The day that you were hospitalized is a day I will never forget. Your electrolyte levels were so low some of your organs were beginning to shut down—you were near death when they rushed you to the ER. When I found out why, I felt guilt.
It was my sophomore year in college, the spring semester was wrapping up—we were all quite busy. If my memory serves me, we didn’t have any classes together that semester; with the slight differences between Biology and Biochemistry major schedules, that was one of the only times we didn’t share at least one class. You were many things to me: lab partner, cohort, friend; and yet, I didn’t notice that you were slowly starving yourself. I didn’t recognize that you were more than just thin—you were dying. I didn’t realize you had an eating disorder until the day it almost killed you.
I should have noticed, of course—but you always seemed to get by just fine. When we went out to eat, you never seemed to skimp on food; sure, you ate less than me but you were eight inches shorter than me and much, much thinner. Having been a chubby kid through puberty and early adolescence, being thin was a good thing in my mind. Between being the butt of every fat joke and being picked last in every team sport, it never crossed my mind that someone was too skinny. Despite growing into a physically fit adult, the mindset persisted—and it almost cost me a dear friend.
I see a similar pattern in many of the characters portrayed in the Netflix original, 13 Reasons Why. Hannah Baker reached out to different people and in different ways for help—but they all either missed or ignored the warning signs. Clay’s character, in particular, was clueless. He didn’t read the signs, perhaps because, like me, he couldn’t relate to the problem. He didn’t suffer from social anxiety, he didn’t feel the need to be wanted and accepted. Clay Jensen lived in a world where what other people thought of him was irrelevant and, sadly, he was unable to see it from any other perspective. Similarly, Mr. Porter chose to overlook Hannah blatantly saying she wanted everything to end as mere teenage angst. And so Hannah ended her life alone and in pain, leaving only a corpse for her parents to find.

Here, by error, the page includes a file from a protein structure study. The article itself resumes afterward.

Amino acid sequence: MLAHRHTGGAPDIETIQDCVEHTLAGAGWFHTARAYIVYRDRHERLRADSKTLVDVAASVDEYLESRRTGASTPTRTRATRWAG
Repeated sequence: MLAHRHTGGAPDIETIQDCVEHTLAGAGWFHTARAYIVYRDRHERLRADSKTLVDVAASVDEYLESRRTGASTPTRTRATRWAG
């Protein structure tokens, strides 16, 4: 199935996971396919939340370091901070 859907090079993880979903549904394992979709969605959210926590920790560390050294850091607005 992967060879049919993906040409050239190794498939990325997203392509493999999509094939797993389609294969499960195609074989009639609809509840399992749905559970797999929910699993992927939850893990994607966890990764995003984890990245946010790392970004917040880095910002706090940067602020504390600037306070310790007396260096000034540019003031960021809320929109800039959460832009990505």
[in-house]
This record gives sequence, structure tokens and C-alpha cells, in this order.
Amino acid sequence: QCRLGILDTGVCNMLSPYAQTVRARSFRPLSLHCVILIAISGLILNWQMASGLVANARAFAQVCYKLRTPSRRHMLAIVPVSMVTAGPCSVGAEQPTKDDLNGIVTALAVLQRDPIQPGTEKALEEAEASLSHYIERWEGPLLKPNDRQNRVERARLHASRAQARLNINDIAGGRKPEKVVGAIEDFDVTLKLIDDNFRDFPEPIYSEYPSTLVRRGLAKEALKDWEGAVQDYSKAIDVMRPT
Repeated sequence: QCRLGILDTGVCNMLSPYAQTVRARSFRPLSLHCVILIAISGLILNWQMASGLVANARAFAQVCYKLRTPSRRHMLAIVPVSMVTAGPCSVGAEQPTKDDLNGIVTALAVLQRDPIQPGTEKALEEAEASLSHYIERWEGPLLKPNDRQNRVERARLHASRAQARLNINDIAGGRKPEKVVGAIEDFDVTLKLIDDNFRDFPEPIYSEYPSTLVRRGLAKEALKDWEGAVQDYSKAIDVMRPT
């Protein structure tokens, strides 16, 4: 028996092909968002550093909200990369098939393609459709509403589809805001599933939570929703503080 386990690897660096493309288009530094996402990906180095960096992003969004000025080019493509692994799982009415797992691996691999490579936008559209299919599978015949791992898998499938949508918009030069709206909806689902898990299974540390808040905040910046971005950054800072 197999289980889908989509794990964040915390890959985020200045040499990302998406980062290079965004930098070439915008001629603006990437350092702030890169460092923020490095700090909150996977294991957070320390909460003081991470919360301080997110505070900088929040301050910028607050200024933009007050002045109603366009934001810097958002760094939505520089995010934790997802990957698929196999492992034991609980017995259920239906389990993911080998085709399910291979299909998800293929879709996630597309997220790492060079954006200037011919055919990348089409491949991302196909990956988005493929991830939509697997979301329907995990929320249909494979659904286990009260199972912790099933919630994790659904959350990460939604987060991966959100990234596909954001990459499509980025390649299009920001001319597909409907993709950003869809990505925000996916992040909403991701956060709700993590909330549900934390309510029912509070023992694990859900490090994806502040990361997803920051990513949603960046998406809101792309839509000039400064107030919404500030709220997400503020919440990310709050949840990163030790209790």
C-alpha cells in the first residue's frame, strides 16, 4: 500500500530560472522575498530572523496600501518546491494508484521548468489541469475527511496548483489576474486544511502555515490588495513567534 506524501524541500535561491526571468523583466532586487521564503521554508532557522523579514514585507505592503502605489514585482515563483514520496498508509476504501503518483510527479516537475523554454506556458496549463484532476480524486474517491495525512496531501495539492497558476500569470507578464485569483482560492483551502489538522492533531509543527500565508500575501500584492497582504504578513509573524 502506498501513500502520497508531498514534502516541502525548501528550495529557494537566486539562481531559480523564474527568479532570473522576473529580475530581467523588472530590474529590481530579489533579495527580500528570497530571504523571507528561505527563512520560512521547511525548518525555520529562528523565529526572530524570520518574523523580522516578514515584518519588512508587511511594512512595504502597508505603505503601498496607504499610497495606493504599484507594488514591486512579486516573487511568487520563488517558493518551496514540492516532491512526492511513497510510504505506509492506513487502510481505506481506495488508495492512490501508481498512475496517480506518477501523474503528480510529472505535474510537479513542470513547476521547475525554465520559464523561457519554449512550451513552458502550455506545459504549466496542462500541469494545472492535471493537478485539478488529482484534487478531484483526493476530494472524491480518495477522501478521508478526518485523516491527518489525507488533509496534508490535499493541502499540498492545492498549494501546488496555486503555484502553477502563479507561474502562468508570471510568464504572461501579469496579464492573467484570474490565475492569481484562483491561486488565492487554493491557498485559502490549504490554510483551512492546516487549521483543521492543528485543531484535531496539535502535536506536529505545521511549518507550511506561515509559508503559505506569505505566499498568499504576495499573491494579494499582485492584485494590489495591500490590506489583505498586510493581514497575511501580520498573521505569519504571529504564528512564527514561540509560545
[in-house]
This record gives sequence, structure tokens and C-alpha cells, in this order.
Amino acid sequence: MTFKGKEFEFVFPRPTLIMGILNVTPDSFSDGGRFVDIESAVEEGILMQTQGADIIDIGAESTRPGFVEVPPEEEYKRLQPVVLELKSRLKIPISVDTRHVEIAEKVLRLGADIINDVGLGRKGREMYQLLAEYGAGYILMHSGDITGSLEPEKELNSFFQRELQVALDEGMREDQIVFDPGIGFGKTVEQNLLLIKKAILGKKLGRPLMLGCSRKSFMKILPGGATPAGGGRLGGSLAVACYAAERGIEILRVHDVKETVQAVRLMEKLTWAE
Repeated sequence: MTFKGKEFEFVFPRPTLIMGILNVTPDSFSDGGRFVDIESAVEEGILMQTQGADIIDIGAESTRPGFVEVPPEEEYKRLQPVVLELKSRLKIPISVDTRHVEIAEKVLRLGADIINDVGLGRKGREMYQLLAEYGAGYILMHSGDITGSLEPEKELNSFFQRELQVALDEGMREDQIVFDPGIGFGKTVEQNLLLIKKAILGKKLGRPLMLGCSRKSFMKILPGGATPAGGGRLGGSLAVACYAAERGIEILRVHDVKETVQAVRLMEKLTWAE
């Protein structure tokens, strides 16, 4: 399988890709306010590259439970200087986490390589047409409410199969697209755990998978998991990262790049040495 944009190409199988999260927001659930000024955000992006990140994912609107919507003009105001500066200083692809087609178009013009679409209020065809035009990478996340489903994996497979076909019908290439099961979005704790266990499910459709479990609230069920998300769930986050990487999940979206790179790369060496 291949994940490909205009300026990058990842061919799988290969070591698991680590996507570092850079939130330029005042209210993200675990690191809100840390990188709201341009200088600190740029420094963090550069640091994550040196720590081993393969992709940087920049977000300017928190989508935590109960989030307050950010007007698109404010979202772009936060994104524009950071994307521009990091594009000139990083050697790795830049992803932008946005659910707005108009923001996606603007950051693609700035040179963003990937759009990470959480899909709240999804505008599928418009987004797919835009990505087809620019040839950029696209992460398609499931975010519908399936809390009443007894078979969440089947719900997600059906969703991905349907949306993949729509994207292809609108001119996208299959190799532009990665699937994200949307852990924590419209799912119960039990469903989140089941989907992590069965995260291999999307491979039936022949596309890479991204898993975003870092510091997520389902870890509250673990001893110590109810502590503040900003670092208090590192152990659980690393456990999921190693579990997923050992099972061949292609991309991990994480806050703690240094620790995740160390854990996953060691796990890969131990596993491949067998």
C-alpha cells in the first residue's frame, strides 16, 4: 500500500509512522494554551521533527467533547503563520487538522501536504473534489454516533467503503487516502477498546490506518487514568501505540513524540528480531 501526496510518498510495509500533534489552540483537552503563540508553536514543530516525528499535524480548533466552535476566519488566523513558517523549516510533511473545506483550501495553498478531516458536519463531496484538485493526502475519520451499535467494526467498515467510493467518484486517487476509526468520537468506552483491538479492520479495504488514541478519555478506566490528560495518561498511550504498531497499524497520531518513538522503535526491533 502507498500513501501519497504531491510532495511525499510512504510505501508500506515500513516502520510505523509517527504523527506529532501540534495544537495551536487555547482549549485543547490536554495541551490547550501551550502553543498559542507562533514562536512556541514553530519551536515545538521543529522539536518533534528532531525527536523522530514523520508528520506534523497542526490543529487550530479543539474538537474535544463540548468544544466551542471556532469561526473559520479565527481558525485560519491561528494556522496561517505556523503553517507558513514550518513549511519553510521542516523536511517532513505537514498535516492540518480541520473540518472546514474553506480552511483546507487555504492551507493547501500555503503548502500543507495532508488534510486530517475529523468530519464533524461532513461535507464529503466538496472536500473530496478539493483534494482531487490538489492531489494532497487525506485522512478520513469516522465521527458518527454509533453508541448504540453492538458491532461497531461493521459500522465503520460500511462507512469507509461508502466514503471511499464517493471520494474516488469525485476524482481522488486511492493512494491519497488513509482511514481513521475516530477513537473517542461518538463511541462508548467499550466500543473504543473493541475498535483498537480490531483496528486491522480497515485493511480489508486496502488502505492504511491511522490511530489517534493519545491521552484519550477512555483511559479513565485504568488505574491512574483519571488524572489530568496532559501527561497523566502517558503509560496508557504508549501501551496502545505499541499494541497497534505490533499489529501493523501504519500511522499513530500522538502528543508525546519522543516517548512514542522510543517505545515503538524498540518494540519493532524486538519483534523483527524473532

The internet has had a lot to say about this show and how it depicts teen depression. Many are saying that it glorifies and promotes suicide, that it could be a trigger for those already contemplating. Whether or not they are right seems to me to be kind of irrelevant at this point—the show is already out there being consumed by millions. I think this discussion is detracting from a very important lesson, however—that we need to keep an eye open for the warning signs. Thousands of people are suffering from depression, anxiety, eating disorders, suicidal thoughts, bullying, and countless other problems—chances are, you know at least one. Chances are you have the opportunity to help someone whose life may very well be in danger, but you can’t do anything about it if you miss the warning signs.
If I could go back, I would look at how thin you were and recognize it as a problem. I would notice that you were skinnier than any healthy person should be, that your skin was stretched too tight over your bones. I would realize that you had an eating disorder and I would be there for you. It’s hard to say whether or not I could have changed the outcome—whether I could have saved you that near-death experience—but I would have tried. I am so grateful that you recovered and beyond proud that you have maintained a healthy weight for close to three years now.
My challenge to the rest of you is to become knowledgeable; educate yourself about the symptoms of depression and eating disorders. Be able to recognize when someone may be at risk of inflicting harm on themselves or others and be there for them. I cannot stress enough how important that is. The best thing you can offer is not advice or distractions—the best thing you can offer is your presence. Do not let someone you love go the way of Hannah Baker.